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Saudi grand mufti claims playing Chess forbidden in Islam

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London: Saudi Arabia’s grand mufti Sheikh Abdullah al-Sheikh has said that playing chess is forbidden in Islam, a British newspaper reported on Thursday.

Responding to a question on a television show in which he issues fatwas (religious decrees) after listening to viewers’ questions, Sheikh said playing the board game is “haram” (forbidden) as it encourages gambling and is a waste of time, The Guardian reported.

He claimed that the game was “included under gambling” and was “a waste of time and money and a cause for hatred and enmity between players”.

Al-Sheikh justified the ruling by referring to a verse in the Quran banning “intoxicants, gambling, idolatry and divination”.

Iraq’s Supreme Shia cleric Grand Ayatollah Ali al Sistani too had issued a decree terming the game “haram mutlaqan” (forbidden absolutely or under any circumstances), with or without betting.

The game of chess, a board game, can be traced back to an ancient version called Chatrang, popular in Persia during 600 BC.

The name “chess” is a variant of the Persian “shah” (king) that replaced the original “shatranj” and “ajedrez” and came to be modified through dialect across Europe as ‘check’ and later “chess”. (IANS)

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Saudi Arabia’s Sovereign Fund Invested $1 Billion In An American Electric Car Manufacturer

Saudi Arabia's 33-year-old Crown Prince Mohammed bin Salman has talked about using the PIF to help diversify the economy of the kingdom.

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Derek Jenkins, VP of Design at Lucid Motors, introduces the alpha prototype of the Lucid Air at the 2017 New York International Auto Show in New York City. VOA

Saudi Arabia’s sovereign wealth fund invested $1 billion Monday in an American electric car manufacturer just weeks after Tesla CEO Elon Musk earlier claimed the kingdom would help his own firm go private.

Tesla stock dropped Monday on reaction to the news, the same day that the Saudi fund announced it had taken its first loan, an $11 billion borrowing from global banks as it tries to expand its investments.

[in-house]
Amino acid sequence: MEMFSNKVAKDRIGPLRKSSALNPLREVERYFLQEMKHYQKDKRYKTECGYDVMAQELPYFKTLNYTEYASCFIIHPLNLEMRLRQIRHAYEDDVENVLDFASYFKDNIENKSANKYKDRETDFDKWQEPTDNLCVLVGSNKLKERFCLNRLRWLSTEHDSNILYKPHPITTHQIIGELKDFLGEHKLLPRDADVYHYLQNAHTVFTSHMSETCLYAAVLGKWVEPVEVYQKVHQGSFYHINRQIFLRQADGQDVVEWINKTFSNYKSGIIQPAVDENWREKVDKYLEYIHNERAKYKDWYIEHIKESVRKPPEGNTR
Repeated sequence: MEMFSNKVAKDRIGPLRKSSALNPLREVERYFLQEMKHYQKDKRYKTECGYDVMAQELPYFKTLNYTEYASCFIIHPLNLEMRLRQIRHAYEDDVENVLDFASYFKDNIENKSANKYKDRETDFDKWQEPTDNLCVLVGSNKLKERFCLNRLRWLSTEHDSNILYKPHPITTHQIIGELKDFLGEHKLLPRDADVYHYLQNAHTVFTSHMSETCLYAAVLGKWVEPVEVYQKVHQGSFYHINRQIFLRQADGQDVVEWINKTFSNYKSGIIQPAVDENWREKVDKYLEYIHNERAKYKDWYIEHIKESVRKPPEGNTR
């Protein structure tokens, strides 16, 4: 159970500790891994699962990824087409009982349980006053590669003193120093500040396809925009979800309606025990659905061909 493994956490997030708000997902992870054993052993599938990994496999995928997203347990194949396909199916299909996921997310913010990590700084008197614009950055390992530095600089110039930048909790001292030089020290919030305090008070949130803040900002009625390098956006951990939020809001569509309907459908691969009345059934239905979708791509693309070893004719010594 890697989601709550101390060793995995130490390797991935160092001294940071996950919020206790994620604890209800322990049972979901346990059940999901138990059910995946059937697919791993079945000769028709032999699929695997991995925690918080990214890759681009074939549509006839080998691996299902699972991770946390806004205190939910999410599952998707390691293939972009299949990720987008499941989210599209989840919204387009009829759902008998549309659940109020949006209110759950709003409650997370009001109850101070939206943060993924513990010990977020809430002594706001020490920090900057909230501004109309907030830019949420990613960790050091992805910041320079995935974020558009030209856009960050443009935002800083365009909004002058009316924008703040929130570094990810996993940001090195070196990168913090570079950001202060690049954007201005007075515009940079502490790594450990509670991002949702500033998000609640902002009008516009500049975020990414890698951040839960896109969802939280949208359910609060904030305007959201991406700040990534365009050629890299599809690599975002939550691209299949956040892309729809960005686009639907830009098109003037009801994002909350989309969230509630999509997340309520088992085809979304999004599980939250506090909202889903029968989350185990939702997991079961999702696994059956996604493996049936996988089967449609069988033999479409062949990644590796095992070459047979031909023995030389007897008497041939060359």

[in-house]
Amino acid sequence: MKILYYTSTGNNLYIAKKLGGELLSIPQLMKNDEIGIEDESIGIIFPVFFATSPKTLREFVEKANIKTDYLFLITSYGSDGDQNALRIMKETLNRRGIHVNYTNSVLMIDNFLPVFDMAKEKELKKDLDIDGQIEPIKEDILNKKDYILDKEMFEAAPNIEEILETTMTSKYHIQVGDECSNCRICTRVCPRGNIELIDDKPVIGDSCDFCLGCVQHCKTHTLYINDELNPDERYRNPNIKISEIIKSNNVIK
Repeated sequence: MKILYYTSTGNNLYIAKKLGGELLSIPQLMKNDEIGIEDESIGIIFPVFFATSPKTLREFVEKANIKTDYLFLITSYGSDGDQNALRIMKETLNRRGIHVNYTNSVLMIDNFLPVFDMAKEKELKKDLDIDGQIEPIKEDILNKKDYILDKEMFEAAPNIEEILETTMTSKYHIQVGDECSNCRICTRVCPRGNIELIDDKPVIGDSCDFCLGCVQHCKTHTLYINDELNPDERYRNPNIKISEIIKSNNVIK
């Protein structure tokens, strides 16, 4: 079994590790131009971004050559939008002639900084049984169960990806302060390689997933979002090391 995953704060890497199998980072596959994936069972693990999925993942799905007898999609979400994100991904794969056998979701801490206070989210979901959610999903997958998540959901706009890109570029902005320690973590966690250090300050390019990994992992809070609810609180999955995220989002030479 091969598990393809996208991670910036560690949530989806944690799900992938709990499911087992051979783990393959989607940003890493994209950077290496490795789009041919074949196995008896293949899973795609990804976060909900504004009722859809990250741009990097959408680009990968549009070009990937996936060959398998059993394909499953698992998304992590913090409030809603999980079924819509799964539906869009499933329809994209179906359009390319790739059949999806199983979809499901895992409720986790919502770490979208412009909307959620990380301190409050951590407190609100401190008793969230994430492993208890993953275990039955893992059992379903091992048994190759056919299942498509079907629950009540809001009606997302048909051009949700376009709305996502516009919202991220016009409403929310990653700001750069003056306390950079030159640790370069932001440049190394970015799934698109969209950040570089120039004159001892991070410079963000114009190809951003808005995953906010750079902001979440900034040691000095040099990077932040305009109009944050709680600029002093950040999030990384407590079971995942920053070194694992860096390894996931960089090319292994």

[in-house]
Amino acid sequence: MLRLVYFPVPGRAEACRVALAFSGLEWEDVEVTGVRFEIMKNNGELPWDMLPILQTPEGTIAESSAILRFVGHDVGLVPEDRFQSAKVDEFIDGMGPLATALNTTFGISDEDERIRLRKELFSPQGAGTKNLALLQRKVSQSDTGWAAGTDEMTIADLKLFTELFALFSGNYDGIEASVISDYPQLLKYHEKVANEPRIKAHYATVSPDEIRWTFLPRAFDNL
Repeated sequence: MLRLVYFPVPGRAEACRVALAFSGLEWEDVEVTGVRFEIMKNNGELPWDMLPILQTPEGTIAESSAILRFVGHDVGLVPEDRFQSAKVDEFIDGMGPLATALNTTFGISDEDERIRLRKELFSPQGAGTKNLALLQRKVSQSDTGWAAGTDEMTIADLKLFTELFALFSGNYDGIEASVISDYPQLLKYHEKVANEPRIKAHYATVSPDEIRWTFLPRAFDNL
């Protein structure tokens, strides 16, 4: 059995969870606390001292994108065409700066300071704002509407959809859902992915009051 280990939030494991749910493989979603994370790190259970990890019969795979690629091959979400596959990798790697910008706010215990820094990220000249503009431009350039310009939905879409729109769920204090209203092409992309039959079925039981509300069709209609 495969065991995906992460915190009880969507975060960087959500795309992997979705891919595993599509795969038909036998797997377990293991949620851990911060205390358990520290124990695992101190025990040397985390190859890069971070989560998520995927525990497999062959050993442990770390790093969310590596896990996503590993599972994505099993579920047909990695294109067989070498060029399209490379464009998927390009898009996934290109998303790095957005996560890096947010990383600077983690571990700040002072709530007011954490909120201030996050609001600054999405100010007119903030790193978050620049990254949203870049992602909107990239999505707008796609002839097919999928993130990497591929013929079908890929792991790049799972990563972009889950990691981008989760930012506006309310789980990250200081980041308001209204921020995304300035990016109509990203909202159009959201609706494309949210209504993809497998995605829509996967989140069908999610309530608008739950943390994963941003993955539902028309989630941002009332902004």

The Saudi Public Investment Fund said it would invest the $1 billion in Newark, California-based Lucid Motors.

Lucid Motors
Lucid Motors. Flickr

The investment “will provide the necessary funding to commercially launch Lucid’s first electric vehicle, the Lucid Air, in 2020,” the sovereign wealth fund said in a statement. “The company plans to use the funding to complete engineering development and testing of the Lucid Air, construct its factory in Arizona, enter production for the Lucid Air to begin the global rollout of the company’s retail strategy starting in North America.”

Lucid issued a statement quoting Peter Rawlinson, its chief technology officer, welcoming the investment.

“At Lucid, we will demonstrate the full potential of the electric-connected vehicle in order to push the industry forward,” he said.

The decision comes after Musk on Aug. 7 tweeted that he had “funding secured” to take Tesla private. Investors pushed Tesla’s shares up 11 percent in a day, boosting its valuation by $6 billion.

Lucid Motors
Electric Car

There are multiple reports that the U.S. Securities and Exchange Commission is investigating the disclosure, including asking board members what they knew about Musk’s plans. Experts say regulators likely are investigating if Musk was truthful in the tweet about having the financing set for the deal. Musk later said the Saudi Public Investment Fund would be investing in the firm, something Saudi officials never comment on.

Meanwhile Monday, the sovereign wealth fund known by the acronym PIF said it had taken its first loan, an $11 billion borrowing. It did not say how it would use the money, only describing it as going toward “general corporate purposes.”

Also Read: Electric Cars: The Newest Trend in India

The Las Vegas-based Sovereign Wealth Fund Institute estimates the Saudi fund has holdings of $250 billion. Those include a $3.5 billion stake in the ride-sharing app Uber.

Saudi Arabia’s 33-year-old Crown Prince Mohammed bin Salman has talked about using the PIF to help diversify the economy of the kingdom, which relies almost entirely on money made from its oil sales. (VOA)